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Offensive skit

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Our pack always uses a "knowing" volunteer adult for skits like those you mentioned. The "volunteer" from the audience may be the Cubmaster or a Den Leader.

 

 

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As most of you know, I do think this is an Offensive Skit, and I am a very strong opponent to hazing in any form.

 

However, to have a Cubmaster and Den Leader resign over the reaction of an unknowing "victim" seems to be a little over the top. I would have thought banning the skit from the pack would be enough to appease the most distraught individual. So now the pack is short a Den Leader and Cubmaster, is the Damp Adult going to step up and show how a Pack is supposed to be run?

 

I have to say, as much as I dont like the skit, this is way too much.

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Wow!

 

the 'victim'was incensed and made a scene,

 

the CM and den leader resign,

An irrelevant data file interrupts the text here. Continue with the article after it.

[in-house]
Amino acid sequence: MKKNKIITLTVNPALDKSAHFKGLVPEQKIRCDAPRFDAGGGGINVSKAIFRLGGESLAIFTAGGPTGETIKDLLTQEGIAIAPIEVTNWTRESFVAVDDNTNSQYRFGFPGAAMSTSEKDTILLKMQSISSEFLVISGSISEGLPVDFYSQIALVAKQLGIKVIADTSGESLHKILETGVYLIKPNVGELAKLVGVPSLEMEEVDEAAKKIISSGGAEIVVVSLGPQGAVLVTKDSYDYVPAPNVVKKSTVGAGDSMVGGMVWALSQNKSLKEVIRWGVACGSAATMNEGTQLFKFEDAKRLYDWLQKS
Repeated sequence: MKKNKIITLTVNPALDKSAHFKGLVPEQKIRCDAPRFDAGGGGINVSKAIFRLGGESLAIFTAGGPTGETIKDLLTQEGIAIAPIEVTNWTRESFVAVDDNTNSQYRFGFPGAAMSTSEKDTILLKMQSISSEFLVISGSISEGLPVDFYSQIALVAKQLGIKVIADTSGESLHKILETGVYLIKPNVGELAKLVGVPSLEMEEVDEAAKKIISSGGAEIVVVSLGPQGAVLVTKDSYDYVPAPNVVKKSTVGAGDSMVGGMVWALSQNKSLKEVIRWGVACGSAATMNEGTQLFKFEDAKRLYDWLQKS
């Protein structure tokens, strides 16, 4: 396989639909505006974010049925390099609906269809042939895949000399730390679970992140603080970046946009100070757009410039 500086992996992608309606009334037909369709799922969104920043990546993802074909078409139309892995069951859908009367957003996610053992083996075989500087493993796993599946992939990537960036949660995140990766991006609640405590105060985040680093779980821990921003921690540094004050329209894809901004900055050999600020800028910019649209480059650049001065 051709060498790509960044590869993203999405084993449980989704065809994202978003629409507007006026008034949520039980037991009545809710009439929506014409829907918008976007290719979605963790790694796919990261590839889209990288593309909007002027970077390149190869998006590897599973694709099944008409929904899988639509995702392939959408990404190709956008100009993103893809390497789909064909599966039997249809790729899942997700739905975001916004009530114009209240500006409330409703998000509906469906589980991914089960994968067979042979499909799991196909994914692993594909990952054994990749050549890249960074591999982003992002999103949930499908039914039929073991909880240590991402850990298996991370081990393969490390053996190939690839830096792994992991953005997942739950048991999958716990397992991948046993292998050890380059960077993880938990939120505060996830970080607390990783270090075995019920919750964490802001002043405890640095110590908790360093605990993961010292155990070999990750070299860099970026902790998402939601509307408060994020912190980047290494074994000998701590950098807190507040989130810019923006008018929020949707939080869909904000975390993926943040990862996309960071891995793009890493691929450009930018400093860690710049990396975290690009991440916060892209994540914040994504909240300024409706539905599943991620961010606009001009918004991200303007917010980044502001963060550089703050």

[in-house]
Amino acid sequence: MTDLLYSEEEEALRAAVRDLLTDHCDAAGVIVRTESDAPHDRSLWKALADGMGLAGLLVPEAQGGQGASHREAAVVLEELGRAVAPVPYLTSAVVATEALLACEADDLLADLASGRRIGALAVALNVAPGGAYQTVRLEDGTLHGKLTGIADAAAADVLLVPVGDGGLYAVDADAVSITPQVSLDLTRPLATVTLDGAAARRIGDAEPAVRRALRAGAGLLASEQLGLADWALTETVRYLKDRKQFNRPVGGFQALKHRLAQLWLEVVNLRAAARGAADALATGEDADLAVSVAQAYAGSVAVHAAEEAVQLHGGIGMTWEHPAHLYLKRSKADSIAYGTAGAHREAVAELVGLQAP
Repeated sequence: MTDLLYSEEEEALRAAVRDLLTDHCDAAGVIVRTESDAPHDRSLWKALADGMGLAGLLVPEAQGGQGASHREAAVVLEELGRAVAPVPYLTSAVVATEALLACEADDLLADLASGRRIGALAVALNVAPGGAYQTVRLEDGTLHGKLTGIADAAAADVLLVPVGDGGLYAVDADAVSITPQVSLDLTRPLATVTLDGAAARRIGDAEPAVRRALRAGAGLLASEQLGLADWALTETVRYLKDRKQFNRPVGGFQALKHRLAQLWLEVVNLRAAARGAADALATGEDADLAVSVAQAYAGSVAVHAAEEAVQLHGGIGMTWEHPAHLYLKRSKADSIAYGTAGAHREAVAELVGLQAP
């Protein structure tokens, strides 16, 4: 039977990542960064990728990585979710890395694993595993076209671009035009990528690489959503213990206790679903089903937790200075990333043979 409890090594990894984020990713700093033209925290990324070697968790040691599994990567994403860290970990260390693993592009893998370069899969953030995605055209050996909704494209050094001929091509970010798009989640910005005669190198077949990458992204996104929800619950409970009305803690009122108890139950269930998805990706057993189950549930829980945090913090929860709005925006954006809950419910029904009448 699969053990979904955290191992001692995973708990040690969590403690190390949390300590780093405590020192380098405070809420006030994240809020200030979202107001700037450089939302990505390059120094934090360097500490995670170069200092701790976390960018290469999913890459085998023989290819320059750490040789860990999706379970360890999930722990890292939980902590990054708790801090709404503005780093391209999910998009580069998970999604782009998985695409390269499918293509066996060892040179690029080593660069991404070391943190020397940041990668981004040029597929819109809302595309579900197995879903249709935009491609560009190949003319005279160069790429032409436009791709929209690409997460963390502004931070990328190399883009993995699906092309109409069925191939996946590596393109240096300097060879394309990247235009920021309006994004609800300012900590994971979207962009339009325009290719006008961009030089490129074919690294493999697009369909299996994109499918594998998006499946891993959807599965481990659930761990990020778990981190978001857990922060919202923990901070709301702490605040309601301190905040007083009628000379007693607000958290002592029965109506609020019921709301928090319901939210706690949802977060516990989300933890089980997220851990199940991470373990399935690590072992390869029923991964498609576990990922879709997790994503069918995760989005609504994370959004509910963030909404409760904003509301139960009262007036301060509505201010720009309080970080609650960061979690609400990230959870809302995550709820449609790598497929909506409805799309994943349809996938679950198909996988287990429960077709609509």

the cubs are feeling...what? probably not good. Did they learn anything useful - probably not.

 

Lose-lose-lose.

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I think we're all tired of seeing the same skits over and over again. When we tell the Scouts to come up with new ones, they can compose new ones themselves, or take a path of less resistance and "lift" them from movies and TV shows, including the scatalogical references, body counts, and other subject matter that remind us that kids lose their innocence at a younger age these days.

 

I think the key to avoiding unpleasant surprises is to preview them, like you're supposed to do when planning a campfire. If it's a pack meeting, the den leaders can bounce them off the assistant CM for "propriety". In my experience, you can't count on a lot of the parents; I have 11-year old Scouts who have seen every R-rated movie out there, with their parents' permission...hello?